The sea voyage over is routine but with some telling details. As Eilis descends into the ship the loud hum of the engine vividly conveys how strange and frightening everything is to her. She must contend with locked-off shared bathrooms and learning to fast to cope with seasickness. The scenes that follow oscillate between the two settings Father Flood has arranged for Eilis' life -- the Irish rooming house for young ladies presided over by bossy, acerbic landlady Mrs. Kehoe (the excellent Julie Waters), and the posh department store where it's arranged for her to work, again with a presiding spirit, the firm but helpful supervisor Miss Fortini ("Mad Men's" Jessica Paré). And Eilis continues drab and wall-flowery, outshone by her livelier housemates.

    Transformation begins after Eilis goes to a dance and meets Tony (Emory Cohen of The Place Beyond the Pines), a young Italian-American plumber who likes Irish girls. Tony falls for Eilis at once. After all she is pretty; she just needs some sprucing up, a touch of rouge, lipstick, a bit of eyeliner. Most of all, she needs a boyfriend; boyfriends have been a major topic of conversation ever since her arrival at the boarding house.

    Thanks to Tony, who starts taking Eilis to movies every midweek and soon invites her to meet his family and to Coney Island (two big sequences) she finally begins to bloom, becomes confident and relaxed at work, passes the accounting course at Brooklyn College Father Flood arranges for her (and pays for), and goes from like to love with Tony. Ronan and Cohen both deserve credit for making their little love scenes delicate and magical.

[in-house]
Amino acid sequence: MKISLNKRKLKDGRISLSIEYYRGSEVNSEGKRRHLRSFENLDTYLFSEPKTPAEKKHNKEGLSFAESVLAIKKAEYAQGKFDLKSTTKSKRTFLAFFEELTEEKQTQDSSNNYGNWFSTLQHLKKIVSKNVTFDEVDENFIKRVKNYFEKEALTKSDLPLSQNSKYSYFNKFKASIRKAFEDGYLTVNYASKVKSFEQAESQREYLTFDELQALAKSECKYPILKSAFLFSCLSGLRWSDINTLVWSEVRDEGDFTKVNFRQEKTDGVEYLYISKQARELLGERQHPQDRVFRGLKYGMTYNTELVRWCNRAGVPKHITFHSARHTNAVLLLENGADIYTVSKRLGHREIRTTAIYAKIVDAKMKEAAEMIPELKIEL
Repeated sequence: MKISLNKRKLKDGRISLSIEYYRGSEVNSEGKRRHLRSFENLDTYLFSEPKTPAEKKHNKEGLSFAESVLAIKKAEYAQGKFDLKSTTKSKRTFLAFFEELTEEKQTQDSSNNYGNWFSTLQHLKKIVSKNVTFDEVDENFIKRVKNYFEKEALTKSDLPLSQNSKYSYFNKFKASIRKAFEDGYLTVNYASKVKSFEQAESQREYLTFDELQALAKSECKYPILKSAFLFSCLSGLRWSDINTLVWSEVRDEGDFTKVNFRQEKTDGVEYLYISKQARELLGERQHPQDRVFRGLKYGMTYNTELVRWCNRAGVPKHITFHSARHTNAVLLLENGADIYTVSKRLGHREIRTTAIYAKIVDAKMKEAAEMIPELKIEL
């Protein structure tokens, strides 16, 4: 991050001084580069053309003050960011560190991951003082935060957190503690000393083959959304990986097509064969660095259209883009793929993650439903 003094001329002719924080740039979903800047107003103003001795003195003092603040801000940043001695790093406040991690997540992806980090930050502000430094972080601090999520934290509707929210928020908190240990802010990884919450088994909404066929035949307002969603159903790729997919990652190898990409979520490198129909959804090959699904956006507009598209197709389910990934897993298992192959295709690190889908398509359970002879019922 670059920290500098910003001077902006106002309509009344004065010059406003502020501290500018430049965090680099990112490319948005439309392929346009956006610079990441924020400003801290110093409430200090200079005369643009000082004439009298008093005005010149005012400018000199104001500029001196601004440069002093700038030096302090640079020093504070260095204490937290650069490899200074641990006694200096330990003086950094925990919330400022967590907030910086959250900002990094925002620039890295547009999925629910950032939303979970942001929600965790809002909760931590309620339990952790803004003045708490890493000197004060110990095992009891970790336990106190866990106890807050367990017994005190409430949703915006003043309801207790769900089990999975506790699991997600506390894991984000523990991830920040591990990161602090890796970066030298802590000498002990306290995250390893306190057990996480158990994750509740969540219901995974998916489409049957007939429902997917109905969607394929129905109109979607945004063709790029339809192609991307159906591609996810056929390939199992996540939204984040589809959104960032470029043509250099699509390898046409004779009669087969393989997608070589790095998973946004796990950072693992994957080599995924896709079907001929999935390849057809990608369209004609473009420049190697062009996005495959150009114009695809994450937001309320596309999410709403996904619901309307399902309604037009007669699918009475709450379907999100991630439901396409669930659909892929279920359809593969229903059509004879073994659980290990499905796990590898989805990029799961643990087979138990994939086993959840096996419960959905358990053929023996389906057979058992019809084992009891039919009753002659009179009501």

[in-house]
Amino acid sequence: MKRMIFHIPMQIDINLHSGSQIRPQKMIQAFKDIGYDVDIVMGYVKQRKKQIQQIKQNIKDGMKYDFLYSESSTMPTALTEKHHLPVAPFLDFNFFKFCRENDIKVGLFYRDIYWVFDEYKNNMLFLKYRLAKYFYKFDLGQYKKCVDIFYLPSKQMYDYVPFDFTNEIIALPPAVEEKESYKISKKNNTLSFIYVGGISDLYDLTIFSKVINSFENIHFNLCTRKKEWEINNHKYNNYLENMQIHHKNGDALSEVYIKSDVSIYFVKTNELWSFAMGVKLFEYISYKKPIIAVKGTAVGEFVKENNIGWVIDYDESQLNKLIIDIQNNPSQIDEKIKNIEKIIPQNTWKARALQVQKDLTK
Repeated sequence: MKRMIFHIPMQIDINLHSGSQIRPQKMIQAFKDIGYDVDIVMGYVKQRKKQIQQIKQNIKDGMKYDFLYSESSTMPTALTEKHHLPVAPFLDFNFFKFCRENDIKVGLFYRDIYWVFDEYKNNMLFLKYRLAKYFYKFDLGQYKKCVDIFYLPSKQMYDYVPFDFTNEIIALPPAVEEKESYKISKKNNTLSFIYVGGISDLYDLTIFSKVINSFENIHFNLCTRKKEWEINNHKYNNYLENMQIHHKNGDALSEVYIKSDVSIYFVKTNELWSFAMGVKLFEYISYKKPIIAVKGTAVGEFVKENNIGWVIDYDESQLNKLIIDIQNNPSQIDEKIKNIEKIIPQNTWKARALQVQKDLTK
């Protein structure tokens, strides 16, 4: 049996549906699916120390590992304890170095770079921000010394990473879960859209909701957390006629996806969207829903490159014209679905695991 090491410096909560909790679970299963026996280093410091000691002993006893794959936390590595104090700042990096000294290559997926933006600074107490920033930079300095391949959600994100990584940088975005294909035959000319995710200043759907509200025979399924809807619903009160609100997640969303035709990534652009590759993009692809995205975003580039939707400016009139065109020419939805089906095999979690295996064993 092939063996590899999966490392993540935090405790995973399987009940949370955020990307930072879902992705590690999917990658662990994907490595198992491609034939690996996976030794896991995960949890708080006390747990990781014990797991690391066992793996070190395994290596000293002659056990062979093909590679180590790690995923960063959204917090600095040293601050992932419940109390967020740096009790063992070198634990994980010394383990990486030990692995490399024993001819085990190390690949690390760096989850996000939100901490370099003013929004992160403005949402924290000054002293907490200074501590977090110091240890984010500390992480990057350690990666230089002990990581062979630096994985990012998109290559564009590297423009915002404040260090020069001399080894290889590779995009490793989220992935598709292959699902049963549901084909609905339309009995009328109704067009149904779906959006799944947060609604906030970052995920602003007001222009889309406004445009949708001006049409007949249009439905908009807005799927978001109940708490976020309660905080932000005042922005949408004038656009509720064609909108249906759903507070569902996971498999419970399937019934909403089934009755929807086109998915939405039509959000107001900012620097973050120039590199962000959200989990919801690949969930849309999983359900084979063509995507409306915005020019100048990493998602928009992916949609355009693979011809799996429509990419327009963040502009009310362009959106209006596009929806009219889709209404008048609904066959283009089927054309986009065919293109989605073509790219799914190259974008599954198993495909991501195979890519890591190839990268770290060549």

Then comes deus ex machina number two: the sudden, inexplicable death of Rose. Eilis must go home to comfort her devastated mother, already a widow, now all alone. Pressured by Tony, but not unwilling -- she may have bloomed, but she's still a passive heroine all the way -- Eilis secretly marries Tony in the city hall, thus committing herself morally and legally to return, if she wasn't emotionally.